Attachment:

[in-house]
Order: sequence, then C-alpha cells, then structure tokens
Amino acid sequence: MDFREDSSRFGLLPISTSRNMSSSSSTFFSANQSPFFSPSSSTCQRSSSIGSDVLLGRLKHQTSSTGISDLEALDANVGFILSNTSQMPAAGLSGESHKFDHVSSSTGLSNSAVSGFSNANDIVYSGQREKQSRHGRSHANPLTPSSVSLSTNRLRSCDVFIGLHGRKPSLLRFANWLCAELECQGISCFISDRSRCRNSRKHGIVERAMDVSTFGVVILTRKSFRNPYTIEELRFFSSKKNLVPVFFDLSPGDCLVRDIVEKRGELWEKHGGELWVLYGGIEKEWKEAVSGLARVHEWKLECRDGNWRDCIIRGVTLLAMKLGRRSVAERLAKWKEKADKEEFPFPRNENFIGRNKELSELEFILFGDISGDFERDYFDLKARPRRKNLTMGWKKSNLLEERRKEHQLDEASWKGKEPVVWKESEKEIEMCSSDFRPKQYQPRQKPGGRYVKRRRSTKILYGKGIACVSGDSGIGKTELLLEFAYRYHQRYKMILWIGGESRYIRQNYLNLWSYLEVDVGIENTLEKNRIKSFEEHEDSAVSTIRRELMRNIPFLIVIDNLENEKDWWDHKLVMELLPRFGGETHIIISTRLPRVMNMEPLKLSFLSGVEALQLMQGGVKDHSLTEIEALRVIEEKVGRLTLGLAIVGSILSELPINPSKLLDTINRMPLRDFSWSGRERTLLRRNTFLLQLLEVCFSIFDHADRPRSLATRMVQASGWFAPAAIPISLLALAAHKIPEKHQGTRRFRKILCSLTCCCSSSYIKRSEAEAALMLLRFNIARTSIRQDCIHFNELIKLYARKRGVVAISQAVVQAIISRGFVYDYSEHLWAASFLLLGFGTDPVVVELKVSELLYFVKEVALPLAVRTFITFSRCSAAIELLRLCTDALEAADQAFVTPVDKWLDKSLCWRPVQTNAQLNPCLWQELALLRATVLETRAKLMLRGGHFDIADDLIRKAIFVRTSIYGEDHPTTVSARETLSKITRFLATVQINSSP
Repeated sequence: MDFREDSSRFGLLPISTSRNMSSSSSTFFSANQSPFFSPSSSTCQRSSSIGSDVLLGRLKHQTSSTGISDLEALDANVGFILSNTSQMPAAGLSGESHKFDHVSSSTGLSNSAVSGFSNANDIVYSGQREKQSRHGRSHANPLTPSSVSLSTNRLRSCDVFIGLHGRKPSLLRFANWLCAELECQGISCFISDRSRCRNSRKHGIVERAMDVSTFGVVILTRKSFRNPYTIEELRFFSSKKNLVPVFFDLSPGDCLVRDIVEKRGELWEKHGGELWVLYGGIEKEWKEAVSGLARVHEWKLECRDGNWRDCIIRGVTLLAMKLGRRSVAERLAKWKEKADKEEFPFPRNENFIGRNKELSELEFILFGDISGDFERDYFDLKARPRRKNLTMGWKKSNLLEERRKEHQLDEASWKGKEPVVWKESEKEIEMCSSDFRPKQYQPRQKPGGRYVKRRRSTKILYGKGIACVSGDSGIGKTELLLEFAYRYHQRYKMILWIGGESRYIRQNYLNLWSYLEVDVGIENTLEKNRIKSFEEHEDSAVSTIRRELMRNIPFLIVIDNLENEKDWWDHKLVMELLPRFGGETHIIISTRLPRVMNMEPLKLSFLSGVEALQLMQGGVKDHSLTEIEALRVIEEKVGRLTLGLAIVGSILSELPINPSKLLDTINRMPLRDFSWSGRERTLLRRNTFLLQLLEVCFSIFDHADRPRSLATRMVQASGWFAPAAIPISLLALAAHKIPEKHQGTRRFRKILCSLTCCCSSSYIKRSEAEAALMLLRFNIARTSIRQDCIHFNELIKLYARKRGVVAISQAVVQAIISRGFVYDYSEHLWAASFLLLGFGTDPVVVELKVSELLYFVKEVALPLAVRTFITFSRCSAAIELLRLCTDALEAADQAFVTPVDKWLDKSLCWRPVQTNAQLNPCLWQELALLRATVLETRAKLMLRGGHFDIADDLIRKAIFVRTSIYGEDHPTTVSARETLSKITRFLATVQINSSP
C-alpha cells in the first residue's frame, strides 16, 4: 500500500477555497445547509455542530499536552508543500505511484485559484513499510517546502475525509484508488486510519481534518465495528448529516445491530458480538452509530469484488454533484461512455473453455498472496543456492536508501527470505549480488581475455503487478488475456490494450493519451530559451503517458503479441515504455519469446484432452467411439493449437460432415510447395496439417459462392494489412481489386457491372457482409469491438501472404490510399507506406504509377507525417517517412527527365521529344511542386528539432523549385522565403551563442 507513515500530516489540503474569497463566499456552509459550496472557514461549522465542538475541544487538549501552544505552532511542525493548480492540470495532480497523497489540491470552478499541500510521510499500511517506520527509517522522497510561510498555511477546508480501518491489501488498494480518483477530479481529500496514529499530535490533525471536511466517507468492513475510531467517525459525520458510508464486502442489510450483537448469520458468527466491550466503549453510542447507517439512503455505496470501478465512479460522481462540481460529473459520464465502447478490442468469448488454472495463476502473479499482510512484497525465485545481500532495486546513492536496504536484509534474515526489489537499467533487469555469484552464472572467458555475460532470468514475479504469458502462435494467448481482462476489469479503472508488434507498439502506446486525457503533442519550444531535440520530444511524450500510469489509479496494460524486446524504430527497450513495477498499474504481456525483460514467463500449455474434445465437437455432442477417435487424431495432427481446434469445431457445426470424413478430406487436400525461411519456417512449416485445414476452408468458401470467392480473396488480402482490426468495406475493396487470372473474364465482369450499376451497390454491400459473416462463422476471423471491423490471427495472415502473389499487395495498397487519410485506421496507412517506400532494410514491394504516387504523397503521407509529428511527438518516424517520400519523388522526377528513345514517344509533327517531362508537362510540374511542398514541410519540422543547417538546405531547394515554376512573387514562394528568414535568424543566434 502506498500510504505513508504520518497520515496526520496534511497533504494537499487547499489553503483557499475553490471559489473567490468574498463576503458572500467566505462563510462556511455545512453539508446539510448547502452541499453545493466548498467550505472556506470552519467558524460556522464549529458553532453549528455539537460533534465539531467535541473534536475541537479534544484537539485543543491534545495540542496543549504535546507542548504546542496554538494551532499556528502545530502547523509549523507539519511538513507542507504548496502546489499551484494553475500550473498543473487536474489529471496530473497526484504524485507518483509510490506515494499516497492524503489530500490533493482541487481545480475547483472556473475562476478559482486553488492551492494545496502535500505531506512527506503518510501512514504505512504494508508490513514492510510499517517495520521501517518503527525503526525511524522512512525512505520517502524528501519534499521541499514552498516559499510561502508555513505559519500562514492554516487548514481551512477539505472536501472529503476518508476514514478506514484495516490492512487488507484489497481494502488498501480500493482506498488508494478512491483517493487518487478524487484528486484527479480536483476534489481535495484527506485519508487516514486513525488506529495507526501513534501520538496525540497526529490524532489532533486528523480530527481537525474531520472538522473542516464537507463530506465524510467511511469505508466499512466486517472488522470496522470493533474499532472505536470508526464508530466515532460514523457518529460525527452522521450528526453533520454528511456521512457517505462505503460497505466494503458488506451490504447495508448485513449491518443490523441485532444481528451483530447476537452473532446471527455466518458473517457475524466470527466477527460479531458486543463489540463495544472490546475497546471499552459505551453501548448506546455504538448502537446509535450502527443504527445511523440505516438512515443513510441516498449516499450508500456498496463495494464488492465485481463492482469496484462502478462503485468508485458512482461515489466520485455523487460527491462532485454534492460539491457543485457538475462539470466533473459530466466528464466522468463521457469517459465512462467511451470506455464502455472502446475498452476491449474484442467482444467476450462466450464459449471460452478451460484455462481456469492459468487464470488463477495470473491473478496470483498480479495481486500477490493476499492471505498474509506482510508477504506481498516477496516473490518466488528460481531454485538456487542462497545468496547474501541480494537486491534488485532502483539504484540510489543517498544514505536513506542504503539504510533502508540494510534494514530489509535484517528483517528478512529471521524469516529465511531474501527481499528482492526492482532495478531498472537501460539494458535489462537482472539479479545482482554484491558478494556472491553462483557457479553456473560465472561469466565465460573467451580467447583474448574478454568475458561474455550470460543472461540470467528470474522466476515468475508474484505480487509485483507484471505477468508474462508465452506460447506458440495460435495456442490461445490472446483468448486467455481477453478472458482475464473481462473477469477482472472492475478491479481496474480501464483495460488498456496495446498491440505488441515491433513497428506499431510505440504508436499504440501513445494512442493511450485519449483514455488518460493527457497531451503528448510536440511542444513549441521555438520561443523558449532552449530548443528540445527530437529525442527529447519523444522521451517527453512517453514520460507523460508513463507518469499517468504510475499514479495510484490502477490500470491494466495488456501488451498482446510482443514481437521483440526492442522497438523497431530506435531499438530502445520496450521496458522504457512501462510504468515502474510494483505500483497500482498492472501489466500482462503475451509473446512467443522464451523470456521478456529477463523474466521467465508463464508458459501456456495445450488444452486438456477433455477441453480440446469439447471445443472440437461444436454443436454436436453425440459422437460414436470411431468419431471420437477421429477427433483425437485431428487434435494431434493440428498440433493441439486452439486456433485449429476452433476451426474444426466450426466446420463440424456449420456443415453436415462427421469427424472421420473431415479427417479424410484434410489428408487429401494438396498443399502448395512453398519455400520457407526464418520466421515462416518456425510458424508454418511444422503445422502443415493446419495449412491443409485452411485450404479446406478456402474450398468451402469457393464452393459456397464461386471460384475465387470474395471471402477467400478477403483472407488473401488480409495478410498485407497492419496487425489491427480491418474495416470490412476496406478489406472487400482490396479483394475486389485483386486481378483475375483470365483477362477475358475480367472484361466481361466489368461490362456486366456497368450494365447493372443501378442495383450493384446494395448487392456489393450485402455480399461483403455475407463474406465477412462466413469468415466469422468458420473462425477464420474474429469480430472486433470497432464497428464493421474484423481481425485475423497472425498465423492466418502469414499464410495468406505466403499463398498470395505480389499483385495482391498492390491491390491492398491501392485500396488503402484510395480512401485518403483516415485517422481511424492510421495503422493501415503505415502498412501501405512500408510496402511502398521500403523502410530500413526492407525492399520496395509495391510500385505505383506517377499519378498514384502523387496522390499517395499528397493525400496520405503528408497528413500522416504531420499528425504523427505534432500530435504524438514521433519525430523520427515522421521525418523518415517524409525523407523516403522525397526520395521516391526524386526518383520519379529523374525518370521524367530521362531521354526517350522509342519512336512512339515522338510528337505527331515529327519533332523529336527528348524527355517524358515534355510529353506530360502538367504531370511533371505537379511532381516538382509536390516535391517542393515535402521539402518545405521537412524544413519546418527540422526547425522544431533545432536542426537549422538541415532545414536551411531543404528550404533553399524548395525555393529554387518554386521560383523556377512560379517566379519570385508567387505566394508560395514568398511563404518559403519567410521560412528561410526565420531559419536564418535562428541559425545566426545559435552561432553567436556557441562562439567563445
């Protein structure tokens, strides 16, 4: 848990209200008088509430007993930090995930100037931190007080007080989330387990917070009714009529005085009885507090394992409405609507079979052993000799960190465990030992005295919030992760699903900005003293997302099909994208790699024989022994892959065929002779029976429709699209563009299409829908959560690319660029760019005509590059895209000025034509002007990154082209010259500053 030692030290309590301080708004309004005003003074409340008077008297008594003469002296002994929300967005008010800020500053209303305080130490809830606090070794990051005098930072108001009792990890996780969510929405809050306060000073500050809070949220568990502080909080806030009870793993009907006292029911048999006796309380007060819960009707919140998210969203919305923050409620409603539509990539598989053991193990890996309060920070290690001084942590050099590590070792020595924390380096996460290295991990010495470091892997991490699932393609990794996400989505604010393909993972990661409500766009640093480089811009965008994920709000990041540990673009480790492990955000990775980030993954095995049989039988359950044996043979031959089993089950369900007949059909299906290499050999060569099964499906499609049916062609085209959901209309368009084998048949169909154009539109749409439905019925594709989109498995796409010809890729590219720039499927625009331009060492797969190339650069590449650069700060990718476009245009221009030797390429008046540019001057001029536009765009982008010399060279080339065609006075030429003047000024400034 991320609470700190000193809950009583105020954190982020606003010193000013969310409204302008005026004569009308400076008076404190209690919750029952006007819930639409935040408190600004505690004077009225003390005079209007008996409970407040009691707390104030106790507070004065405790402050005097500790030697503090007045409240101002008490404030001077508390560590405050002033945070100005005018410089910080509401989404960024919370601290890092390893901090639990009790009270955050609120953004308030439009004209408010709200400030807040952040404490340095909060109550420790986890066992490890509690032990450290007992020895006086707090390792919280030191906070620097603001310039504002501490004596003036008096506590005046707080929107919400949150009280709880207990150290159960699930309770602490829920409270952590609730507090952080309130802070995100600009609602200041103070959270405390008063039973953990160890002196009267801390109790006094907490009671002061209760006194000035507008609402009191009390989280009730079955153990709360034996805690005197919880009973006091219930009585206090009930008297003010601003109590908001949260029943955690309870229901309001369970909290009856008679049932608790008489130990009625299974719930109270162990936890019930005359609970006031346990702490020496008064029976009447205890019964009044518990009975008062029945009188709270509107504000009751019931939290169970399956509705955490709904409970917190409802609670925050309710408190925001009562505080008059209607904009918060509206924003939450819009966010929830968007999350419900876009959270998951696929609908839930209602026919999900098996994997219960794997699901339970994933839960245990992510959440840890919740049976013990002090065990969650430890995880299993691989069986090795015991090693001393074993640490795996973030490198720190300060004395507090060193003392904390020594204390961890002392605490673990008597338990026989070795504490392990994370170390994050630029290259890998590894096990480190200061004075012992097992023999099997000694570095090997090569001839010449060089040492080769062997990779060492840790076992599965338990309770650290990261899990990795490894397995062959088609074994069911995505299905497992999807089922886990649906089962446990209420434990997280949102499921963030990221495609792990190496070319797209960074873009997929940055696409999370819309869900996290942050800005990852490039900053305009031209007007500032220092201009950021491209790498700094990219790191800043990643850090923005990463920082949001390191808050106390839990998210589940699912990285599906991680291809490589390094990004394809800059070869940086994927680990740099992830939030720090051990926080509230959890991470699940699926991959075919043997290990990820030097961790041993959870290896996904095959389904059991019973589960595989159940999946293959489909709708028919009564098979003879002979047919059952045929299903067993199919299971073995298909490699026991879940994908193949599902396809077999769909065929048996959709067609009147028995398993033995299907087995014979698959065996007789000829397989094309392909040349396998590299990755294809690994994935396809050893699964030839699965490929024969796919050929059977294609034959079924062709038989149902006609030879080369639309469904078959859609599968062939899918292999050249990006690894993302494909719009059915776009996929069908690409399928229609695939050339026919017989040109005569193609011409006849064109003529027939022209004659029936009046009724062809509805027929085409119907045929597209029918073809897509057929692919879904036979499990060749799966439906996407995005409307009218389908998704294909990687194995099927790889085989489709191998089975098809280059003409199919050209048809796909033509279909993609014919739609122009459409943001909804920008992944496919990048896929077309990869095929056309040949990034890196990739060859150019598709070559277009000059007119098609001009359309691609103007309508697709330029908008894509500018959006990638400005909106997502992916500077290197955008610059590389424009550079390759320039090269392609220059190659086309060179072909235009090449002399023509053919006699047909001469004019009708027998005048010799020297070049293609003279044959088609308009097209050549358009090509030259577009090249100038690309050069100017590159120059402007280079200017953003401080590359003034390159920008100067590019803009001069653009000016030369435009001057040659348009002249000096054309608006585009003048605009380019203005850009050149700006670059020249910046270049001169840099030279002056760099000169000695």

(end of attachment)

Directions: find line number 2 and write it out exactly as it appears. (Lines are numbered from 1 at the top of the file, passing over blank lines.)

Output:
Order: sequence, then C-alpha cells, then structure tokens